If the amount of water being removed drops off suddenly, suspect the room temperature first. Water output should be fairly regular unless there has been a drastic change in the weather. If the water production seems erratic check the filter at the rear of the machine. Anything that impedes the air flow through the dehumidifier will affect its operation. This also includes other items around or beside it. So don’t be tempted to pile objects such as clothing, toys, or other basement paraphernalia against this appliance. If this slowing of water production seems to occur earlier in the season than last year, then also suspect that the dehumidifier requires maintenance. This can be done by the homeowner as long as you use caution. See also our article, ‘How to Clean your Dehumidifier like a Pro’. If unsure call your appliance service company for help.

By Donald Grummett
Copyright © 2005 Donald Grummett. All rights reserved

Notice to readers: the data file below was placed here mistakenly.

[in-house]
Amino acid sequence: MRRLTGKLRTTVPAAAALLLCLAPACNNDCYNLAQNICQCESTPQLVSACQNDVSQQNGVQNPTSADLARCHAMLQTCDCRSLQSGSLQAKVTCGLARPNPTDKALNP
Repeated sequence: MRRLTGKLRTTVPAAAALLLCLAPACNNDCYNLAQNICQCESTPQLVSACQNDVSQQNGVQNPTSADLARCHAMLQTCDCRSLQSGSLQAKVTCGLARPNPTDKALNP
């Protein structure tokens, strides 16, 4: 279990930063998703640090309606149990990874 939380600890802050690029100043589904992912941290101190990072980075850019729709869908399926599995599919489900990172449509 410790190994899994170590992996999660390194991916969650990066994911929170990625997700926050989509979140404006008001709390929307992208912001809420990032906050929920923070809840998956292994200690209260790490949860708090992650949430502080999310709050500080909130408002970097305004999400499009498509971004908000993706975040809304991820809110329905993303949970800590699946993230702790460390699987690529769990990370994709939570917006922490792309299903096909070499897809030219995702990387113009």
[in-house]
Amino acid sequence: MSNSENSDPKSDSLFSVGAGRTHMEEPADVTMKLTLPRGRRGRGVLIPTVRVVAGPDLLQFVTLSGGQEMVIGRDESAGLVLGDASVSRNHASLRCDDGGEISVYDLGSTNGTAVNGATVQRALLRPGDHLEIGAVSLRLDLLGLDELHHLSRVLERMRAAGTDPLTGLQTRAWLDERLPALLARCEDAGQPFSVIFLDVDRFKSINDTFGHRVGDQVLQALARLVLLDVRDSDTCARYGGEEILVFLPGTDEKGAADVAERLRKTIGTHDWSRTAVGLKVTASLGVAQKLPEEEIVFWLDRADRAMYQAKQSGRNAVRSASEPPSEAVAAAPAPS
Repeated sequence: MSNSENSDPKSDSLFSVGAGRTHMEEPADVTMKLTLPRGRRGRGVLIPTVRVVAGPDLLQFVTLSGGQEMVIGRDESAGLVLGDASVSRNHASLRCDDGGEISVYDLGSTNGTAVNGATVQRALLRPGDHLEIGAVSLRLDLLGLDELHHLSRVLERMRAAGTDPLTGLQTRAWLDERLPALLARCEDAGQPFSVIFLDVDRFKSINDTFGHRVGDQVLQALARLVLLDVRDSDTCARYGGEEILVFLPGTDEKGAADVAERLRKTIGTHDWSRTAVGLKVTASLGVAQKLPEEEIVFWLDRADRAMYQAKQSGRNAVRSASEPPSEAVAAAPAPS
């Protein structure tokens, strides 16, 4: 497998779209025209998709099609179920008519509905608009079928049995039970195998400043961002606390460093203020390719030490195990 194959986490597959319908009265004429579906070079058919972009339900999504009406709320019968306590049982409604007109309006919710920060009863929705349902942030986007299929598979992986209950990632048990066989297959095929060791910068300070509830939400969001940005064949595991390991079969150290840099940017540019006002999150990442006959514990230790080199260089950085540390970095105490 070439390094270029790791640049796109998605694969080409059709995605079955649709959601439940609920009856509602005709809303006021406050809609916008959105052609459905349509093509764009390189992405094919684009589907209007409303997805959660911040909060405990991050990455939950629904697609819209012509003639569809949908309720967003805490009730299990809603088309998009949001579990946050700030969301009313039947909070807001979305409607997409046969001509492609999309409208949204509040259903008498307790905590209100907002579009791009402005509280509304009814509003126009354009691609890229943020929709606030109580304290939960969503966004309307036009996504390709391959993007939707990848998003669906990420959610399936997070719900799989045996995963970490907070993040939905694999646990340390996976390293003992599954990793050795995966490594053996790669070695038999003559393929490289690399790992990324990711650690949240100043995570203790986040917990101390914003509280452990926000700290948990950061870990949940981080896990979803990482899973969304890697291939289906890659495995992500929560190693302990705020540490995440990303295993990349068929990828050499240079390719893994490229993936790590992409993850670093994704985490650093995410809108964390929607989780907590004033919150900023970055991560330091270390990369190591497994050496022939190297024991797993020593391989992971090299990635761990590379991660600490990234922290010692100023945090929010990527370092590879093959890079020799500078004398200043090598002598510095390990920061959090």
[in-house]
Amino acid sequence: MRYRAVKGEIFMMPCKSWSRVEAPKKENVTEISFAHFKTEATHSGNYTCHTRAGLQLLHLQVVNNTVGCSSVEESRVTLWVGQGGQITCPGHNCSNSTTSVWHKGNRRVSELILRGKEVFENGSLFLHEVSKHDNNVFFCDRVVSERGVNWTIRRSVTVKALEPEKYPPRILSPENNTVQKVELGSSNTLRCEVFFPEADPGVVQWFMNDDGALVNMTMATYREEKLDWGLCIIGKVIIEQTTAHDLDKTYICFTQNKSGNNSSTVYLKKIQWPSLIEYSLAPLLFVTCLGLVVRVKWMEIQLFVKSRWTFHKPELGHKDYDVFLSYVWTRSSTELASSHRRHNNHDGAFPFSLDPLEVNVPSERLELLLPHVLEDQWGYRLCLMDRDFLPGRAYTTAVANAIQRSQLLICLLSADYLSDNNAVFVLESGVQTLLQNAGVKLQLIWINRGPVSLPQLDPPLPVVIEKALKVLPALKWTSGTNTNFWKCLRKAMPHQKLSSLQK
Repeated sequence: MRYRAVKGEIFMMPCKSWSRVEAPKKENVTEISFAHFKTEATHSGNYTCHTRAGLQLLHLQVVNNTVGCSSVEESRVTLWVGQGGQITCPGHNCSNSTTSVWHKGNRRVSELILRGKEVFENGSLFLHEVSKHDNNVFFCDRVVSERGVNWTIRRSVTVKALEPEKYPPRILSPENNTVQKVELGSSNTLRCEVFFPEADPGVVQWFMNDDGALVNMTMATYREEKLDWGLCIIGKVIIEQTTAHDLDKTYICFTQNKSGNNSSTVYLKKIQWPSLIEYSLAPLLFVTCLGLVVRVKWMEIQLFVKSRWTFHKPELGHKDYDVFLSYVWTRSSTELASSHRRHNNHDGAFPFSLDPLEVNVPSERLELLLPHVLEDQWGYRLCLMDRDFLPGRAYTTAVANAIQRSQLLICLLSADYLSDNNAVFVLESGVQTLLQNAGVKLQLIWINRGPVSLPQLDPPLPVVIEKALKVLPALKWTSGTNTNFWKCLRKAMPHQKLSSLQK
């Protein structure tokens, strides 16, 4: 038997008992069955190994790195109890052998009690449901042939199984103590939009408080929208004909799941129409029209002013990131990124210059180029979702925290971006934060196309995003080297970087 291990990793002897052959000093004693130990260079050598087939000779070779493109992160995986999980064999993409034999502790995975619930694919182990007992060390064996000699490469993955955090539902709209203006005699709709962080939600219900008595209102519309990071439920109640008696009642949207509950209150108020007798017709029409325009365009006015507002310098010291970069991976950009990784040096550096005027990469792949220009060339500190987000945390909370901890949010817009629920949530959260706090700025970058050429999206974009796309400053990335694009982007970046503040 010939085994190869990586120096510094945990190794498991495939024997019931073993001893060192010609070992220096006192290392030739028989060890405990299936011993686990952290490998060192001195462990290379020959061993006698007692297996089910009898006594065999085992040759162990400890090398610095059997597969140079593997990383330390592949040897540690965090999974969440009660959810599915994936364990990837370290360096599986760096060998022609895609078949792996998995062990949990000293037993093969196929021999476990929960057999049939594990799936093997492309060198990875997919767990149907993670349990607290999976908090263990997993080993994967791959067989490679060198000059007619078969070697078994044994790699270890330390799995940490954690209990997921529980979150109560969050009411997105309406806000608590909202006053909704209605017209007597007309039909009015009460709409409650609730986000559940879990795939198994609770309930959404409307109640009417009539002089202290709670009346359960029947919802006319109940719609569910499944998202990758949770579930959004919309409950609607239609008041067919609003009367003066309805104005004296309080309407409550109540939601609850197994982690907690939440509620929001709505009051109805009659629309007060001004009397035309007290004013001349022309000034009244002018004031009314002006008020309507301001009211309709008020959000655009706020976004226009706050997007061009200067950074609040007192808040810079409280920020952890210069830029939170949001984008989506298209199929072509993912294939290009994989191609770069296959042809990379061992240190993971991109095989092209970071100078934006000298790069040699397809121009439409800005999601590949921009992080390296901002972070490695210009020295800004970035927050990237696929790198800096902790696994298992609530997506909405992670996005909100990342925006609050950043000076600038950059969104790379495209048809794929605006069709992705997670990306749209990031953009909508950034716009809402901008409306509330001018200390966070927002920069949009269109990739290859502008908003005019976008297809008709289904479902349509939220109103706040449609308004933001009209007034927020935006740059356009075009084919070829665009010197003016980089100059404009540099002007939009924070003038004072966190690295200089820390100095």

How to Clean Your Dehumidifier like a Pro

The dehumidifier is a niche product. Its only job is to remove excess moisture from household room air. A dehumidifier can be used to reduce the problems of mould and mildew associated with high humidity. Both of these have been linked to the increased incidence of allergies and asthma in children. It’s similar in operation to a window air conditioner. But, while an air conditioner removes heat from the room, a dehumidifiers primary purpose is to remove moisture.

The dehumidifier is an appliance that requires regular maintenance. If not it can ice up, overflow, cease removing moisture, become noisy, inefficient, or fail completely. The following is a step-by-step method used to return yours to its peak efficiency.

Tools required:

  • Multi section container (ice cube tray or egg carton)